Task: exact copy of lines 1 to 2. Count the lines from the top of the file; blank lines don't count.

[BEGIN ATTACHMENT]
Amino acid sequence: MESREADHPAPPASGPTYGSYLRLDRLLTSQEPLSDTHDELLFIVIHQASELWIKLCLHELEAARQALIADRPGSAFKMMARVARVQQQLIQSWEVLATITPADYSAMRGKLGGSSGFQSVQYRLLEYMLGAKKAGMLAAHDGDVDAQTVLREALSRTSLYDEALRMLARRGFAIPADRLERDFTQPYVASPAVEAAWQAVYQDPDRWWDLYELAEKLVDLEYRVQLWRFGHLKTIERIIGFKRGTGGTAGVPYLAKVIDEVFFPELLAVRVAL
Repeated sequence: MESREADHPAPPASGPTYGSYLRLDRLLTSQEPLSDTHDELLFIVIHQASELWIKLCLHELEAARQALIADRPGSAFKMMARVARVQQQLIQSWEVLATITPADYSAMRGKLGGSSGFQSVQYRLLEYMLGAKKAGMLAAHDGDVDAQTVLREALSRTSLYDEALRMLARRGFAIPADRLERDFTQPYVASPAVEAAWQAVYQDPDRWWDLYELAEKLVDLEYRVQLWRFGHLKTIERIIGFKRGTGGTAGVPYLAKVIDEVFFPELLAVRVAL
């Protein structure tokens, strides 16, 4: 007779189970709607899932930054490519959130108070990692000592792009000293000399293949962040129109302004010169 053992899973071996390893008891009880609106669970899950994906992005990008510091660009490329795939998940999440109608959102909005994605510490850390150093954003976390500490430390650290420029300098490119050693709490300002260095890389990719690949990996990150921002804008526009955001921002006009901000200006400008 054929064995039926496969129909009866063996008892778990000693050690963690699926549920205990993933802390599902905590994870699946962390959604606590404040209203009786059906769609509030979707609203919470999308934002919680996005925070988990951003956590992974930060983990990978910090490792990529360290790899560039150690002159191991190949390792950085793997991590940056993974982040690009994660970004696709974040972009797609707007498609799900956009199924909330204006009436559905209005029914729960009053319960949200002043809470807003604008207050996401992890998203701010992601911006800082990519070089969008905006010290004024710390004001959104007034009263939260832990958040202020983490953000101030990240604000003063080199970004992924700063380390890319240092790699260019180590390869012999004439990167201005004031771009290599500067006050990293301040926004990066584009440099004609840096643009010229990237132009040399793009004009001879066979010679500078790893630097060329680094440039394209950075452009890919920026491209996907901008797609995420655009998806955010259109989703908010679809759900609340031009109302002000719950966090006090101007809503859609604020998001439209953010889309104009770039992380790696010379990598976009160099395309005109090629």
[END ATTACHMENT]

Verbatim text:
Amino acid sequence: MESREADHPAPPASGPTYGSYLRLDRLLTSQEPLSDTHDELLFIVIHQASELWIKLCLHELEAARQALIADRPGSAFKMMARVARVQQQLIQSWEVLATITPADYSAMRGKLGGSSGFQSVQYRLLEYMLGAKKAGMLAAHDGDVDAQTVLREALSRTSLYDEALRMLARRGFAIPADRLERDFTQPYVASPAVEAAWQAVYQDPDRWWDLYELAEKLVDLEYRVQLWRFGHLKTIERIIGFKRGTGGTAGVPYLAKVIDEVFFPELLAVRVAL
Repeated sequence: MESREADHPAPPASGPTYGSYLRLDRLLTSQEPLSDTHDELLFIVIHQASELWIKLCLHELEAARQALIADRPGSAFKMMARVARVQQQLIQSWEVLATITPADYSAMRGKLGGSSGFQSVQYRLLEYMLGAKKAGMLAAHDGDVDAQTVLREALSRTSLYDEALRMLARRGFAIPADRLERDFTQPYVASPAVEAAWQAVYQDPDRWWDLYELAEKLVDLEYRVQLWRFGHLKTIERIIGFKRGTGGTAGVPYLAKVIDEVFFPELLAVRVAL